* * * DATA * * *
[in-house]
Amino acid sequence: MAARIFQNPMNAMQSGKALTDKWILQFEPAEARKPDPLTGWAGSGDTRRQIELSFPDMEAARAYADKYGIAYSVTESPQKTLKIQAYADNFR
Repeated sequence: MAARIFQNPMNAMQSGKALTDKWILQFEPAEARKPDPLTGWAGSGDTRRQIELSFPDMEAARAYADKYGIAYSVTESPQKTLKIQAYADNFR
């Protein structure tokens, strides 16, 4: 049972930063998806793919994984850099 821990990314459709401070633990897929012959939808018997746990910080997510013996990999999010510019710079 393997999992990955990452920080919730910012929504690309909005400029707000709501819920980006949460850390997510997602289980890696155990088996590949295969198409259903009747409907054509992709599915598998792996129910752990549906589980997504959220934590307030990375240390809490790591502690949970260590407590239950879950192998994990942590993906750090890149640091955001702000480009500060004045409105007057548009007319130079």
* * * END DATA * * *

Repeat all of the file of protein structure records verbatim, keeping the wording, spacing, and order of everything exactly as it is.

[in-house]
Amino acid sequence: MAARIFQNPMNAMQSGKALTDKWILQFEPAEARKPDPLTGWAGSGDTRRQIELSFPDMEAARAYADKYGIAYSVTESPQKTLKIQAYADNFR
Repeated sequence: MAARIFQNPMNAMQSGKALTDKWILQFEPAEARKPDPLTGWAGSGDTRRQIELSFPDMEAARAYADKYGIAYSVTESPQKTLKIQAYADNFR
């Protein structure tokens, strides 16, 4: 049972930063998806793919994984850099 821990990314459709401070633990897929012959939808018997746990910080997510013996990999999010510019710079 393997999992990955990452920080919730910012929504690309909005400029707000709501819920980006949460850390997510997602289980890696155990088996590949295969198409259903009747409907054509992709599915598998792996129910752990549906589980997504959220934590307030990375240390809490790591502690949970260590407590239950879950192998994990942590993906750090890149640091955001702000480009500060004045409105007057548009007319130079």